by Jody Dickson
In light of the continued activity around the proposed expansion of Gross Reservoir, I thought it was time to talk about water conservation again. While few of us have any significant impact on what happens on a regional scale, we still make daily choices around our own use of water and what we can do to protect it. Estimates vary, but each person in the United States uses about 80 – 100 gallons of water per day.
As a reminder, fresh, clean water is a very limited resource on planet Earth. Only 3% of Earth’s water is fresh and only about .3% of that 3% is easily accessible! Yet it is essential to our survival, so we need to take care of what is there and use as little as possible. If most of an area’s clean water is wasted, then there will not be water for future generations to use. Also, the less water used or wasted by people, the less clean water will become contaminated. Here are a few tips for reducing your consumption of water:
– Only use appliances that rely on water when those appliances are full. Using a dishwasher uses less water than washing by hand. (This will also result in a reduction in energy use as well.) Also use the shorter washing cycle possible.
– Replace older toilets when possible or place something in the tank to displace some of the water in the tank so it doesn’t use as much. Older toilets use around 5 – 6 gallons of water every time they are flushed. Of course, you can always flush less by following the “If it is yellow, let it mellow” rule.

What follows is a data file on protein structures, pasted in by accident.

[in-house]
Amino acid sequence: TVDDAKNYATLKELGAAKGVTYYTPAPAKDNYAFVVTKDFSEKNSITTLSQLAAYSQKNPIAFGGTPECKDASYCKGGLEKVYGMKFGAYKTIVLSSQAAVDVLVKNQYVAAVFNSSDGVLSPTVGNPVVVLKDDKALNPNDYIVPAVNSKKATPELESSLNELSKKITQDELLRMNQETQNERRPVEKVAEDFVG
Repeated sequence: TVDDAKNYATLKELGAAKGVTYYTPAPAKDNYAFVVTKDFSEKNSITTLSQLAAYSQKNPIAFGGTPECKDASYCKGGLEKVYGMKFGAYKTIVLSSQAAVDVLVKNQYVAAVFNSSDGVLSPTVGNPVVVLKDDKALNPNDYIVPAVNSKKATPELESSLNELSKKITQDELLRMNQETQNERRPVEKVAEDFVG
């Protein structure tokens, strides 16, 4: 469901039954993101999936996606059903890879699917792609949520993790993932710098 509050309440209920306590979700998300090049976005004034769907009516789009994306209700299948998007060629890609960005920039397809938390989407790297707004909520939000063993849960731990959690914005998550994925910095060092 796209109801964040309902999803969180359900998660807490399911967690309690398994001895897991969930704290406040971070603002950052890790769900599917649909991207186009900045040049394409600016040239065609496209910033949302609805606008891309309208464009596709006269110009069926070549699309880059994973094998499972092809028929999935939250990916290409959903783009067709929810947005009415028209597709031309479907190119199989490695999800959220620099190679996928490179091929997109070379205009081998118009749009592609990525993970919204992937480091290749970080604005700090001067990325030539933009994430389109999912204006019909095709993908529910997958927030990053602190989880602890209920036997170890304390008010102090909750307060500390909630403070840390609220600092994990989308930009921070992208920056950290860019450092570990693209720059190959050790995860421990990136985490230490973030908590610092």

– Turn water off when brushing teeth, washing hands, soaping up in the shower and shaving. Be sure to turn taps off tightly so they don’t drip.
– Time your showers and try to keep it under 5 minutes.
– Clean vegetables or fruits and thaw foods in a stoppered sink or a pan of clean water instead of running water. Collect, cool, and re-use the water you cooked pasta or vegetables in.
– Repair any leaks in your fixtures. Replace any older fixtures with lower-flow attachments to reduce the water use when the faucet is on.
– Have a bucket in the shower collecting water while the water warms up. Then use that water for other household purposes (watering plants, cleaning, etc.)
– Use environmentally-friendly cleaning products that will not harm the environment when they are washed away after use.
– Wash things, including yourself and vehicles, only as needed instead of on a schedule.
– Consider the water required to grow or manufacture the things you use or consume. Select only what you need and choose products that require less use of water to make or use.
– Explore installing a grey-water system that could, for example, use used washing machine water to flush the toilet
– Most of us don’t have lawns or landscaping that require watering, but, if you do, be sure to learn about how to minimize use and maximize efficacy when watering outdoor plants and gardens.
Denver Water is listening:
Please be sure to complete and submit the survey that Denver Water sent through the mail. It is due February 5th, so we hope you’ve already done it. If not, find it and submit it today! We at TEG feel it is imperative that our local community, including those with different views, be informed and work together to protect our environment. Please take the time to complete this survey and make your voice heard!
Why should you become a member of TEG? By being a member of TEG, you have access to other members for networking, information sharing and communicating. To join, go to our website: TEGColorado.org. You may also join us at one of our TEG board meetings on the first Thursday of every month, 6pm, at the CCCIA Hall.